Purists look away: Jack Gibson’s ’52 custom Ford Ford F-1 is packing a Mercedes diesel motor and a whole host of sacrilegious mods. But he’s not worried about the haters, he’s too busy slaying tyres…
Feature from Fast Car. Words: Daniel Bevis. Photos: Dan Sherwood.
You love to see it. Modifiers who start young, building excellent and mould-breaking cars, and grow up into proper offbeat thinkers with hardcore skills and imagination for days. Jack Gibson is one such person. Back in 2014, readers of our sister magazine Classic Ford were treated to the sight of his Mk1 Escort estate – a car he bought at the age of 22 simply because a childhood spent going to car shows with his dad meant that shows were in his blood, and a classic with a lot of boot space would give him plenty of room for camping gear. Following his own unique path he then set about upsetting the purists and shaking up the establishment by fitting the longroof with a home-made air-ride setup and Piaggio orange side-stripes. Setting out his stall with this fledgling project, Jack’s been putting purists’ noses out of joint ever since, his personal skillset growing to astonishing proportions as he continues to plough his own furrow in the automotive scene.
Fast-forward to 2021, and we find him in the boss’s chair at Jack’s Shack, his custom campervan and hot rod shop in Leicester. Alongside the everyday bread-and-butter of applying his extensive skills to the creation of bespoke VW campers, the business has always had a dark side, existing to quench a thirst for malevolent modification. The sign may say ‘Established 2017’, but the thread of this really runs back through his childhood. “I started building cars at sixteen, when I bought a classic Mini,” Jack recalls. “I fitted a Zetec twin-cam engine and made it RWD! Next up was the Mk1 Escort estate that I fully restored and customised, and after that I found my love for classic American trucks – which just snowballed to where I am today!”
The truck we have here has actually been in Jack’s life for many years, in one form or another. He’d first spotted it rotting away in a local field when he was fifteen, and had always fancied getting hold of it someday. That day eventually came when he was 23, five years ago, and he jumped at the chance to finally make the dream come true. The dream of buying a fully knackered old pickup that had been trying really hard to dissolve for as long as he could remember.
This, of course, is no ordinary truck. And we’re not talking about the extreme modifications – we’ll get to that – but the fact that it’s a true genesis model. Naturally the cult of the pickup truck is an all-pervading thing in America; they’re a way of life for so many, and such a stalwart of the custom scene that pretty much everything has been done to them over the years. Ford’s F-Series is a particular success story, having been in constant production since 1948 across fourteen generations. It’s consistently been the best-selling pickup in the USA since 1977, and the best-selling vehicle overall since 1981… so you can understand why enthusiasts might see the original model as untouchable. The first-generation Ford F-1, built from 1948-1952, is where it all started. And Jack’s truck, being a ’52 model, has irreplaceable trucking heritage baked right into the formula.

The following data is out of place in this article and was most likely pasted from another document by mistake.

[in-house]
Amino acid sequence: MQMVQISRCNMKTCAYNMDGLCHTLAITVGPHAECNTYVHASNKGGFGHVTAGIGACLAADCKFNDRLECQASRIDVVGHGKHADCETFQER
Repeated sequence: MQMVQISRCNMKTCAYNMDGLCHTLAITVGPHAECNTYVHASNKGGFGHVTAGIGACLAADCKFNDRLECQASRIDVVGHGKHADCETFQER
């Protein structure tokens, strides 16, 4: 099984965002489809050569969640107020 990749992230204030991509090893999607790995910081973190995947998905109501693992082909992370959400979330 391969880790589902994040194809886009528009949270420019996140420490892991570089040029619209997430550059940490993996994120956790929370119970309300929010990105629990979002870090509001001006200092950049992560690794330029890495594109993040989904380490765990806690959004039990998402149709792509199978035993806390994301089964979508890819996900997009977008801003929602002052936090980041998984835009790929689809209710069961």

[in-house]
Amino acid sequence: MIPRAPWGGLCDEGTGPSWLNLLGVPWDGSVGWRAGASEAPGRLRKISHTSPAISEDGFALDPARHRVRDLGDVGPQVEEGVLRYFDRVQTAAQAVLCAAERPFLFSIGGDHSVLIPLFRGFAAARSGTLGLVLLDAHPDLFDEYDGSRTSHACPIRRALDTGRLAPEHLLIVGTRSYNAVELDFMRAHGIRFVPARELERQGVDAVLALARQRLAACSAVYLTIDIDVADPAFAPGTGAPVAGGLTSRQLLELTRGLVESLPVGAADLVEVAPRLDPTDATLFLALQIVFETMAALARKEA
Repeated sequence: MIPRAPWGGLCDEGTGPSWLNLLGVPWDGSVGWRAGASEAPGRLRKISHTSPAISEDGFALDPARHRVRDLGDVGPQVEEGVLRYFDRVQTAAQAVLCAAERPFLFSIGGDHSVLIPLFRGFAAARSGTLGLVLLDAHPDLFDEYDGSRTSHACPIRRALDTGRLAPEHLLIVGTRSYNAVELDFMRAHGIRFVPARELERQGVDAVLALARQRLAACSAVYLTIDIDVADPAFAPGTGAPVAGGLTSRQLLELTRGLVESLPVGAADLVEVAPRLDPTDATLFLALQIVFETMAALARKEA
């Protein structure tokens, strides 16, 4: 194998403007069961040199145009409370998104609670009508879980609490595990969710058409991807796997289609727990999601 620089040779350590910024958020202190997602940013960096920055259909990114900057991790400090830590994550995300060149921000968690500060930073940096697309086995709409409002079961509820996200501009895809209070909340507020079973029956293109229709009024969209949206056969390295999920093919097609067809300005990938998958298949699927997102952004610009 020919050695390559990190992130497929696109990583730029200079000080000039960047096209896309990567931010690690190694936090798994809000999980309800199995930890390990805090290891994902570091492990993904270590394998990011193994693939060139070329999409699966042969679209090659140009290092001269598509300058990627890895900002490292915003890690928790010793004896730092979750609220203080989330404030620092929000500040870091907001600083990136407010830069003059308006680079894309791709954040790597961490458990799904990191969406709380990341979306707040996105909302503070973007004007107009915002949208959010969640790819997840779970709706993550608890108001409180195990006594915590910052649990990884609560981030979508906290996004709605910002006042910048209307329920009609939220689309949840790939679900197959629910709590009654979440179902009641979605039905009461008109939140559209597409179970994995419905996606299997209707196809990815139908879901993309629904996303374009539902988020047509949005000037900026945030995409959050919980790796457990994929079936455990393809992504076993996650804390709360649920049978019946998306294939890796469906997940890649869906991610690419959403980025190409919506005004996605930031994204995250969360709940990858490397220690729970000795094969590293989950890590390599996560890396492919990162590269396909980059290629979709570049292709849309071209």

They’re just things though, aren’t they? And while Jack isn’t deliberately trying to annoy people with his sacrilegious modifications, it’s fair to say that he hasn’t exactly followed the concours route here. Transplanting a Mercedes-Benz diesel engine would probably be enough to have people taking pot-shots at you in Texas or Alabama, but in the damp wilds of Leicester it makes a lot of sense. After all, someone else had already buggered about with the truck anyway, and most people would have considered the rotting hulk to be well beyond saving.
“To say it was the worse for wear would be an understatement,” he recalls with a grimace. “It was running a Nissan Patrol engine and needed a complete overhaul. The original idea was start with replacing the engine and axle to get the ratios right, but after seeing some of the repairs others had attempted I felt the need to improve a few bits… at that point it just spiralled out of control, and ended up being a two-year project working nights and evenings. Once I accepted it was going to be a complete restoration, I had a clear image of where I wanted it to go.”
There’s an animalistic element at play here. The thirst for the offbeat is what’s ultimately led the truck to be nicknamed ‘The Jackal’, as it shares a number of the hunting beast’s attributes: a physique well-suited to long-distance running, aggressively bared curved teeth, a crepuscular nature that sees it being most comfortable hunting at dawn and dusk… an angry creature of surprising agility, leaping from the shadows to devour all in its path.